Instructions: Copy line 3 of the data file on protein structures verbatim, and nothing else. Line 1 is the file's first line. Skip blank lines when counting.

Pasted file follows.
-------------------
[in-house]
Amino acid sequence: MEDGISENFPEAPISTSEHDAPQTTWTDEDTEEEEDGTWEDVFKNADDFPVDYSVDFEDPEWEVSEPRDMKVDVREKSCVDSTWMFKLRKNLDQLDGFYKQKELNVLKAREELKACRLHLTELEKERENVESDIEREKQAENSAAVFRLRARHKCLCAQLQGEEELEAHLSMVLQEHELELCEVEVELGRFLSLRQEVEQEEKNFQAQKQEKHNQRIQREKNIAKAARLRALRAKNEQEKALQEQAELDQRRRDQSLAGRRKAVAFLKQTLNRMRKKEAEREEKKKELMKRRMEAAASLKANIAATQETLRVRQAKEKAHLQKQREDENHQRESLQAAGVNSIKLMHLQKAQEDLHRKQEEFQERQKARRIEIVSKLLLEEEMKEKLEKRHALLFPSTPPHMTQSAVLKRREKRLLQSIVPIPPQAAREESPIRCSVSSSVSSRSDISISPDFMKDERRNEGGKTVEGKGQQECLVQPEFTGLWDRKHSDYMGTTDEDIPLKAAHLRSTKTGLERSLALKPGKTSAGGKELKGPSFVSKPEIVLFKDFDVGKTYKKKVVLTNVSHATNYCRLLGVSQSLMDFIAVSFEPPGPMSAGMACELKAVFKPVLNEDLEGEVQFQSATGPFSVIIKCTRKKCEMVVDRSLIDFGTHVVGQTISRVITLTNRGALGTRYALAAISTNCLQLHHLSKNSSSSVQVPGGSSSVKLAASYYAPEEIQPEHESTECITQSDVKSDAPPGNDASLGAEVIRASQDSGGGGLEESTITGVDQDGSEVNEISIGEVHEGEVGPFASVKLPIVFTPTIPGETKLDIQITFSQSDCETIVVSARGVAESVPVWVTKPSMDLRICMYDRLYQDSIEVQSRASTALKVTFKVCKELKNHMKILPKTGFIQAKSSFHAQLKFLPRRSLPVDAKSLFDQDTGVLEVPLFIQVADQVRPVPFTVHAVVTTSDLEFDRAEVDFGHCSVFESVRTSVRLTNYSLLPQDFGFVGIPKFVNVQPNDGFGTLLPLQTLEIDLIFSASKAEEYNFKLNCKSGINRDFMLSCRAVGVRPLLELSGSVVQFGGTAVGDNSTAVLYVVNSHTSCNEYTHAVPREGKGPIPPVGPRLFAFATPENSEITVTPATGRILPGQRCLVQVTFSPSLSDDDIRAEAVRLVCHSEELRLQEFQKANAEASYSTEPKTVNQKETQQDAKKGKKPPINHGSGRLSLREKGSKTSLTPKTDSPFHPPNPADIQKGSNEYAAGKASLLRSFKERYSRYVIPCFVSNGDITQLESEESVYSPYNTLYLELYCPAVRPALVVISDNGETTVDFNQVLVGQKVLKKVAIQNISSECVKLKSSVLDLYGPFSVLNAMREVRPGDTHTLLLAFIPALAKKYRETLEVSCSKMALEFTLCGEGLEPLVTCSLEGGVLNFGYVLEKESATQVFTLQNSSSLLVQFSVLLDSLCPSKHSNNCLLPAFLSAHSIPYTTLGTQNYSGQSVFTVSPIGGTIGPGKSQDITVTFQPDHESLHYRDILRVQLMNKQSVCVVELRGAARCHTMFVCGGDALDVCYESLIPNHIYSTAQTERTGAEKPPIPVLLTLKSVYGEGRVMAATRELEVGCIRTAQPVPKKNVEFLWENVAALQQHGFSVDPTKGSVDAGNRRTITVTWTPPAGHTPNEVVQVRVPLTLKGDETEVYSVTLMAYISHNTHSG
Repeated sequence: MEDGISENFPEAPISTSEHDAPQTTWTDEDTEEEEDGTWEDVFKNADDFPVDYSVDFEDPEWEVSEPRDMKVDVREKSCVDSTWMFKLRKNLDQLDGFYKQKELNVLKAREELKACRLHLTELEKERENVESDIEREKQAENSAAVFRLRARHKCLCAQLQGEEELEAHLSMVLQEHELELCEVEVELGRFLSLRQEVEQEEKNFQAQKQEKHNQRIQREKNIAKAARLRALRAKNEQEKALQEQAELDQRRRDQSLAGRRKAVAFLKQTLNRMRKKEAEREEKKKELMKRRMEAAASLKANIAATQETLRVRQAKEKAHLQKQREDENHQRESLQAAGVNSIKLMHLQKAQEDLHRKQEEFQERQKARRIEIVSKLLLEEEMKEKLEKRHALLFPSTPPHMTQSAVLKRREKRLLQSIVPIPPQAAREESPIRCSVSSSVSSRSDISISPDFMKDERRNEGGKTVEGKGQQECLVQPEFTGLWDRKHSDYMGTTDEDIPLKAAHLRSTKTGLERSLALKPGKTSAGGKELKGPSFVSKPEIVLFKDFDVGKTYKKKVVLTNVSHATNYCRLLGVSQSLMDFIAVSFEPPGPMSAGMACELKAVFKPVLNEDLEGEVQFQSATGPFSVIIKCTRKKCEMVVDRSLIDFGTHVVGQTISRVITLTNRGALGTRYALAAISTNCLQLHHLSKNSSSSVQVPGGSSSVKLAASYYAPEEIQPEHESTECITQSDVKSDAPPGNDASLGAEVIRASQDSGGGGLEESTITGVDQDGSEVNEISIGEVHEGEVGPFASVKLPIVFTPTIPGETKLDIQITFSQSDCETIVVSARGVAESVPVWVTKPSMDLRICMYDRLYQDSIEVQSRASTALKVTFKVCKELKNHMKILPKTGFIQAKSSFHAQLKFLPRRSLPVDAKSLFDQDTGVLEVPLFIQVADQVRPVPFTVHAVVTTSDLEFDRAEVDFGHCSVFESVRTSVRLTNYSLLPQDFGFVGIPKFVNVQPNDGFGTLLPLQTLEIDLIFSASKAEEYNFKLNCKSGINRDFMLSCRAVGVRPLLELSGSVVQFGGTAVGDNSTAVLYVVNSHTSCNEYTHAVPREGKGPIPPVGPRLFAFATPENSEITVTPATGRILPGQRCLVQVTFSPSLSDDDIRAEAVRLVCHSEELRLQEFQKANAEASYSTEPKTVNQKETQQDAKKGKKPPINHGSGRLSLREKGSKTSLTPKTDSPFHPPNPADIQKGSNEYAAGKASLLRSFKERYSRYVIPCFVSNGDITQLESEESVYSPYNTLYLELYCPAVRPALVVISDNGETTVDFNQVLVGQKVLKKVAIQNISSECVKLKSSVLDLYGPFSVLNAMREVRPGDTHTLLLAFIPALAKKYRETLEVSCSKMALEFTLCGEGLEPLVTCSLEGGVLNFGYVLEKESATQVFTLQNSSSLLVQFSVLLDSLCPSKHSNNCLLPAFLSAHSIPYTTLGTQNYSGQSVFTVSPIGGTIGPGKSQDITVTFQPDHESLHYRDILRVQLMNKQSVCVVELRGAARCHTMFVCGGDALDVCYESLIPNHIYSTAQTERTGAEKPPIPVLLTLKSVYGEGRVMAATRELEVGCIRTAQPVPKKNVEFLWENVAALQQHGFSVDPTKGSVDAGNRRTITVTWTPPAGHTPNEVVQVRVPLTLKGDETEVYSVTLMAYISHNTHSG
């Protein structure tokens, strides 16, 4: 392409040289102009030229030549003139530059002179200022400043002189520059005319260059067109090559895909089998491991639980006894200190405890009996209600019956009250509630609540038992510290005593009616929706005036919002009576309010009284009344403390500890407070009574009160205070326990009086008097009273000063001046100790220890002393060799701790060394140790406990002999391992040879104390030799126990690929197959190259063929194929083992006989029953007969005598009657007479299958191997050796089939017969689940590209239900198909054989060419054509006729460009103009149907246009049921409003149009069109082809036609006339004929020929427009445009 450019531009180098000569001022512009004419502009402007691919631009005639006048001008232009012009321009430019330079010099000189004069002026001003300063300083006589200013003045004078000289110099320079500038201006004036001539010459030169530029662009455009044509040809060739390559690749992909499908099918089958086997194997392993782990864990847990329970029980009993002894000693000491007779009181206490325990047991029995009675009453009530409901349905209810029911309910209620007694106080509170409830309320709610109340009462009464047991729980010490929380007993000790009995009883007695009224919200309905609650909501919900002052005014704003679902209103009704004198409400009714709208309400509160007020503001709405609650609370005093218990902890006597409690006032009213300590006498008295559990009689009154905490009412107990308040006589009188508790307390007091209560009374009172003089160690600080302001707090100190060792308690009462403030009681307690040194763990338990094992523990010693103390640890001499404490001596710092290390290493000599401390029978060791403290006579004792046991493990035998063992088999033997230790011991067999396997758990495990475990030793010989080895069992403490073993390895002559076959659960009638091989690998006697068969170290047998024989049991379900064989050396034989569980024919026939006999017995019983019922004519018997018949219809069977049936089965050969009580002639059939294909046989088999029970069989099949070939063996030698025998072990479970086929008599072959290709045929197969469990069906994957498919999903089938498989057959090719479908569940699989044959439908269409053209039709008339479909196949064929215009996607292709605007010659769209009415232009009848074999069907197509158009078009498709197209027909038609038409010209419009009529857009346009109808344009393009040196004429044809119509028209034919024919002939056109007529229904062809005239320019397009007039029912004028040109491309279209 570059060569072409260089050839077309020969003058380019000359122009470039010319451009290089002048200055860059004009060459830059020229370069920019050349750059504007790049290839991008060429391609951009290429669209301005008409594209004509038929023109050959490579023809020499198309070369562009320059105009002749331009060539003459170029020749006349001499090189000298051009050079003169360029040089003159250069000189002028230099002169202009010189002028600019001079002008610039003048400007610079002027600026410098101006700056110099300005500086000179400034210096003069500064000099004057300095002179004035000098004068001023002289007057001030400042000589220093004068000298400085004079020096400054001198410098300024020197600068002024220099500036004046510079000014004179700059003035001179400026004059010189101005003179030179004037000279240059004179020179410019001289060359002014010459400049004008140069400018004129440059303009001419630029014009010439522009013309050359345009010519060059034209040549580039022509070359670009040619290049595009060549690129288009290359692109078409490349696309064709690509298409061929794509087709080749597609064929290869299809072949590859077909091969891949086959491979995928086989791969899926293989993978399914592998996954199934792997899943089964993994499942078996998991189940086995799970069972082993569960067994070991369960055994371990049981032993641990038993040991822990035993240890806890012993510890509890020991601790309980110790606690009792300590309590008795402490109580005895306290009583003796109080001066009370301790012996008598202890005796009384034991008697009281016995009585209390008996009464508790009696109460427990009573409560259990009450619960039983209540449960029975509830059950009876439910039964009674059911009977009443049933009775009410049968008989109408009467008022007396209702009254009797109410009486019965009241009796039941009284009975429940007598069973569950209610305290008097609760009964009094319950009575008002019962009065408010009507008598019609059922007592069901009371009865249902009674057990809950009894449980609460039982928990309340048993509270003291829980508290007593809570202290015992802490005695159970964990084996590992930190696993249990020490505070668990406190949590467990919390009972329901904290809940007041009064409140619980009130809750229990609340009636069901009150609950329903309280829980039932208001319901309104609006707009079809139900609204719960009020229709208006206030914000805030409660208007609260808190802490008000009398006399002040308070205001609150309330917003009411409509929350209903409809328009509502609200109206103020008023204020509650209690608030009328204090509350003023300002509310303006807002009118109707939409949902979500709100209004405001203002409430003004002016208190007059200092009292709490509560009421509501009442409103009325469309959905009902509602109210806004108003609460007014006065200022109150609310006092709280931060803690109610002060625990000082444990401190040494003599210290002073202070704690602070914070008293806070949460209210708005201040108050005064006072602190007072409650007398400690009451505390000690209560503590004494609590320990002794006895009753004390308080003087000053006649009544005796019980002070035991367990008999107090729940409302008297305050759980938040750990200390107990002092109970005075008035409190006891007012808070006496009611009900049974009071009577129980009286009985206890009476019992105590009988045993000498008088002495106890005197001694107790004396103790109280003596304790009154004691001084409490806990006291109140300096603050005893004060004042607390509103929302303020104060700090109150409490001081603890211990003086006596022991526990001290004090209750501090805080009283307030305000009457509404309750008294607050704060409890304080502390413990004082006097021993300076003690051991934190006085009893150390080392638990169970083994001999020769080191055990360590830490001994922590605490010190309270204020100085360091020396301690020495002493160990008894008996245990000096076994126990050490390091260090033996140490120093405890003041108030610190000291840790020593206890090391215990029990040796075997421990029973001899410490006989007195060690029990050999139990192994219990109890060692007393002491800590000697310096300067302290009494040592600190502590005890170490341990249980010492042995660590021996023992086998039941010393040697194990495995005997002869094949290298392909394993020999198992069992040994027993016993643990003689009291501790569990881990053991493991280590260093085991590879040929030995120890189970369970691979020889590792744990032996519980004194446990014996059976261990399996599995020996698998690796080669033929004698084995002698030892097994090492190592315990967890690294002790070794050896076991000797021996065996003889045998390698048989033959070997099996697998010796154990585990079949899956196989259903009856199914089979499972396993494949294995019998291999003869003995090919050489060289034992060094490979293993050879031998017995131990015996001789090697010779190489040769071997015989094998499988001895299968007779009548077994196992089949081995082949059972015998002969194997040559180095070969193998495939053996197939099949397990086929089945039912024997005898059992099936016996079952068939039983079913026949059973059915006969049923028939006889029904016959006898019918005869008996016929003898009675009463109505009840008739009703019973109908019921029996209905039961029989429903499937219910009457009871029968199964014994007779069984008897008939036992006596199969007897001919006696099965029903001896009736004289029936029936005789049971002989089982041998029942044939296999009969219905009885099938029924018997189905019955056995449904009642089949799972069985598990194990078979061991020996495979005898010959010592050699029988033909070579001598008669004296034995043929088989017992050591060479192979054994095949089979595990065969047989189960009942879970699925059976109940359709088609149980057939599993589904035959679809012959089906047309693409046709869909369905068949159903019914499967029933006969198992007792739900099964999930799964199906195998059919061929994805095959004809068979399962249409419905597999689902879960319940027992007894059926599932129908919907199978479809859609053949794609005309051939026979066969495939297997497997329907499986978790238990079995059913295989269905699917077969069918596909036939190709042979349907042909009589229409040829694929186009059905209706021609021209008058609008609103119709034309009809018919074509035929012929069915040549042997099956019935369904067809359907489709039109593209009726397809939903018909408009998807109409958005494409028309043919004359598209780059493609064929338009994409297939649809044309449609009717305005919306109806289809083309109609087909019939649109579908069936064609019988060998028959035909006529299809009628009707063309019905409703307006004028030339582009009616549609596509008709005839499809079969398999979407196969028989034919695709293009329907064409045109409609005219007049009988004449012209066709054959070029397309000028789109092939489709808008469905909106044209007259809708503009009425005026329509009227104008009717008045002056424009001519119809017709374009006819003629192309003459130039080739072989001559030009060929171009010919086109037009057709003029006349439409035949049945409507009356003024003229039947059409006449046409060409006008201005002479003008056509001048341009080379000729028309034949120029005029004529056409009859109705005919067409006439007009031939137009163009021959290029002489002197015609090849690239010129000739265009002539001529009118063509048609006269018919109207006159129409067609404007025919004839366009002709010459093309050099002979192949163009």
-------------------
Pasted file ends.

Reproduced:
Repeated sequence: MEDGISENFPEAPISTSEHDAPQTTWTDEDTEEEEDGTWEDVFKNADDFPVDYSVDFEDPEWEVSEPRDMKVDVREKSCVDSTWMFKLRKNLDQLDGFYKQKELNVLKAREELKACRLHLTELEKERENVESDIEREKQAENSAAVFRLRARHKCLCAQLQGEEELEAHLSMVLQEHELELCEVEVELGRFLSLRQEVEQEEKNFQAQKQEKHNQRIQREKNIAKAARLRALRAKNEQEKALQEQAELDQRRRDQSLAGRRKAVAFLKQTLNRMRKKEAEREEKKKELMKRRMEAAASLKANIAATQETLRVRQAKEKAHLQKQREDENHQRESLQAAGVNSIKLMHLQKAQEDLHRKQEEFQERQKARRIEIVSKLLLEEEMKEKLEKRHALLFPSTPPHMTQSAVLKRREKRLLQSIVPIPPQAAREESPIRCSVSSSVSSRSDISISPDFMKDERRNEGGKTVEGKGQQECLVQPEFTGLWDRKHSDYMGTTDEDIPLKAAHLRSTKTGLERSLALKPGKTSAGGKELKGPSFVSKPEIVLFKDFDVGKTYKKKVVLTNVSHATNYCRLLGVSQSLMDFIAVSFEPPGPMSAGMACELKAVFKPVLNEDLEGEVQFQSATGPFSVIIKCTRKKCEMVVDRSLIDFGTHVVGQTISRVITLTNRGALGTRYALAAISTNCLQLHHLSKNSSSSVQVPGGSSSVKLAASYYAPEEIQPEHESTECITQSDVKSDAPPGNDASLGAEVIRASQDSGGGGLEESTITGVDQDGSEVNEISIGEVHEGEVGPFASVKLPIVFTPTIPGETKLDIQITFSQSDCETIVVSARGVAESVPVWVTKPSMDLRICMYDRLYQDSIEVQSRASTALKVTFKVCKELKNHMKILPKTGFIQAKSSFHAQLKFLPRRSLPVDAKSLFDQDTGVLEVPLFIQVADQVRPVPFTVHAVVTTSDLEFDRAEVDFGHCSVFESVRTSVRLTNYSLLPQDFGFVGIPKFVNVQPNDGFGTLLPLQTLEIDLIFSASKAEEYNFKLNCKSGINRDFMLSCRAVGVRPLLELSGSVVQFGGTAVGDNSTAVLYVVNSHTSCNEYTHAVPREGKGPIPPVGPRLFAFATPENSEITVTPATGRILPGQRCLVQVTFSPSLSDDDIRAEAVRLVCHSEELRLQEFQKANAEASYSTEPKTVNQKETQQDAKKGKKPPINHGSGRLSLREKGSKTSLTPKTDSPFHPPNPADIQKGSNEYAAGKASLLRSFKERYSRYVIPCFVSNGDITQLESEESVYSPYNTLYLELYCPAVRPALVVISDNGETTVDFNQVLVGQKVLKKVAIQNISSECVKLKSSVLDLYGPFSVLNAMREVRPGDTHTLLLAFIPALAKKYRETLEVSCSKMALEFTLCGEGLEPLVTCSLEGGVLNFGYVLEKESATQVFTLQNSSSLLVQFSVLLDSLCPSKHSNNCLLPAFLSAHSIPYTTLGTQNYSGQSVFTVSPIGGTIGPGKSQDITVTFQPDHESLHYRDILRVQLMNKQSVCVVELRGAARCHTMFVCGGDALDVCYESLIPNHIYSTAQTERTGAEKPPIPVLLTLKSVYGEGRVMAATRELEVGCIRTAQPVPKKNVEFLWENVAALQQHGFSVDPTKGSVDAGNRRTITVTWTPPAGHTPNEVVQVRVPLTLKGDETEVYSVTLMAYISHNTHSG